Hello! Today we are going to look at a very powerful plugin from Astute Graphics called Phantasm. It’s Phantasic! And since it was Shark Week recently, I’m going to show some shark art I created and how Astute Graphics plugins makes working in Adobe Illustrator easier and with precision!
As with any illustration I create, I usually start on paper with a quick sketch. The sketch may be very small and rough. Sometimes I’ll use tracing paper to make a tighter sketch to scan into the computer. I have also snapped a photo of the sketch on my phone and skipped scanning altogether.
Bring the drawing into Illustrator. I like to dim the image (double click on the layer in the layers panel to bring up the layer options and check Dim images) to roughly 25%. Now we are ready to build the vectors!
I’ll draw all the basic shape that I will need to create the illustration. I’ll continue working over the sketch until all the shapes are created. Notice some of the shapes (like the palm trees) will be left as is. These raw shapes get copied placed on their own layer labeled Raw Shapes which is locked and hidden. I’ll keep these in case I need to revert back to them. With the shapes created, I will fill them with some base colors.
To work with colors, I create a color palette with circles and place them off the artboard just above the illustration. Yes, I will make each color a swatch in the Swatches panel, but I like having the colors bigger and out on the artboard. Selecting shapes, I’ll fill them in with base colors and work over the illustration trying out different color combinations until I like it.
With the base colors worked out, I’ll continue working over the illustration to refine details and colors. I used cool colors on the truck and shark with warm colors in the background to give a feel of a beach sunset (when hungry sharks like a snack!).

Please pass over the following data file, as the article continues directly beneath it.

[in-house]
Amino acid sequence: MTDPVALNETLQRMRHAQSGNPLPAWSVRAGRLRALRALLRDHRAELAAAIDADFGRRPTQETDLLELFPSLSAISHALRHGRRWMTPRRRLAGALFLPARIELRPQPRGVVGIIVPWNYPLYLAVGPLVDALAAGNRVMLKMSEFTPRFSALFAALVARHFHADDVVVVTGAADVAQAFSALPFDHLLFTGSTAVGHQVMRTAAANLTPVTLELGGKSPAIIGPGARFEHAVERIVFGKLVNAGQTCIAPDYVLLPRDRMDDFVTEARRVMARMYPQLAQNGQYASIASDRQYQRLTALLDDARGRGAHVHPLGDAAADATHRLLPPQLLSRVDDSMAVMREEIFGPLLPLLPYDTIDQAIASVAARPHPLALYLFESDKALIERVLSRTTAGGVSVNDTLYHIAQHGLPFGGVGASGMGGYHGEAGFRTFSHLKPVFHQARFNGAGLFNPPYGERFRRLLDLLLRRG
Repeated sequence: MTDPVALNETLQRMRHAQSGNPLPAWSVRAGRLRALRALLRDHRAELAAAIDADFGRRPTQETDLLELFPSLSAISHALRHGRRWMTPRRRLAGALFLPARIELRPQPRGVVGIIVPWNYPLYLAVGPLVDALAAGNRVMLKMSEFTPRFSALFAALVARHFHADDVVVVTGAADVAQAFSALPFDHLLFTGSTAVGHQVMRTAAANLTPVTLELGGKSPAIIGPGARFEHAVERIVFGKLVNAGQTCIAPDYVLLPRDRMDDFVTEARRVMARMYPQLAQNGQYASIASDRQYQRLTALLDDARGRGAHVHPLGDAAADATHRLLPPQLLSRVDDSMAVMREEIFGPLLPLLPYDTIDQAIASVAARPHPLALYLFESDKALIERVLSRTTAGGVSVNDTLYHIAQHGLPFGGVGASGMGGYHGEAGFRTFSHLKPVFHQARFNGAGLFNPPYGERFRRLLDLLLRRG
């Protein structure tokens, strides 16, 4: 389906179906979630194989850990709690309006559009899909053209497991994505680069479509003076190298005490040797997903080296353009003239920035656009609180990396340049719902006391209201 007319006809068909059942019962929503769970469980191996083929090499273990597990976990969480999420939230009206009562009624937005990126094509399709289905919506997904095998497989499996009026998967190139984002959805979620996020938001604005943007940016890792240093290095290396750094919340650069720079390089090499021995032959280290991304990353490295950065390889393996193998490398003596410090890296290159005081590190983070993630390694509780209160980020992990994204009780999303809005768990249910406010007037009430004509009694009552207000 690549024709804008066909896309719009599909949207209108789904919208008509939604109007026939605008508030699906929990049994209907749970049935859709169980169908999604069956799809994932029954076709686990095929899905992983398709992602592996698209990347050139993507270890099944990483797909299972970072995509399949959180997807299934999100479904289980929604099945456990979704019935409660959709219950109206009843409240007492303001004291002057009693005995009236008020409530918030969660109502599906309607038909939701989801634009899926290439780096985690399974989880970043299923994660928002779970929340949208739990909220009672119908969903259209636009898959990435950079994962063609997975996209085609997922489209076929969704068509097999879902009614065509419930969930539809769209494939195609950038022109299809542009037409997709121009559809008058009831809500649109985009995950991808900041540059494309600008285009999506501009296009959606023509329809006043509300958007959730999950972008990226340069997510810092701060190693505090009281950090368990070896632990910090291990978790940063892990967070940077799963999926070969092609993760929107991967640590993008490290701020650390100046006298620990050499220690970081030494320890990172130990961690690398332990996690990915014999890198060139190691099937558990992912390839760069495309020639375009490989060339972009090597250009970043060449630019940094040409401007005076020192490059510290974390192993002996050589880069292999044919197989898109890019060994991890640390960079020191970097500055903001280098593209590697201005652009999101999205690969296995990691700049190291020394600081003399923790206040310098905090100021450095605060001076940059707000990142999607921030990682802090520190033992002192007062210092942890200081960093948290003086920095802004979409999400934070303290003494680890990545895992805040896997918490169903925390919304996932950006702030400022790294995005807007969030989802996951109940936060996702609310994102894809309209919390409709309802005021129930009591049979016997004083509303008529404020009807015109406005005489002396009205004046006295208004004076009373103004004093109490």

For the shadows of the truck and building, I’d like to use a halftone. For halftones in Adobe Illustrator, nothing beats the Astute Graphics Phantasm plugin. Phantasm offers complete control of the halftone AND keeps it editable. Brilliant. You have the ability to control every detail of the halftone. The level of precision is amazing.
To get started, click on the shape you want to use for your halftone. In this case, I’ll start with the shadow shape under the truck. I select it and then click the halftone icon in the Phantasm Panel. This will bring up a window with a frenzy of options to dial in your halftone. I’m going to edit the color, angle, DPI and dot gain for mine. You’ll really have to experiment as there are a number of tweaks you can make to perfect your halftone.
I’m choosing circles to use in my halftone, but there are options for squares, lines, or a character from a typeface. Additionally, it can be anything you want it to be. Just make it a symbol!
For example, I drew a shark fin and made it a symbol by dragging the fin to the Symbols Panel and making it a new Symbol. Then, I select the shadow of the truck and click the halftone icon in the Phantasm Panel to bring up the options window. Under Dot Properties > Shape, I can select my new Shark Fin symbol. And now I have a Shark Fin Halftone! You still have the same control over the symbol halftone as everything else. If your original symbol was loaded into the Symbols Panel as black, you can recolour the symbol to suit your artwork. So many possibilities and it all remains editable to go back and tweak at any time. Truly a remarkable tool to have in your Adobe Illustrator tackle box.
Once everything looks good to me, I’ll save my setting, so I can apply it to my other shadow shapes in the illustration.
There you have it. The completed illustration. But wait!
I think some nice clouds to break up the orange in the background might be nice.
Let’s quickly go to the VectorScribe Dynamic Shapes panel. Here you have a selection of shapes to choose from, we need a cloud shape. Click on Dynamic Cloud and choose Type and even Puffiness!
In this tutorial we will look at a combination of Space Read more »
The little colored bricks are more than mere toys. Some artists create Read more »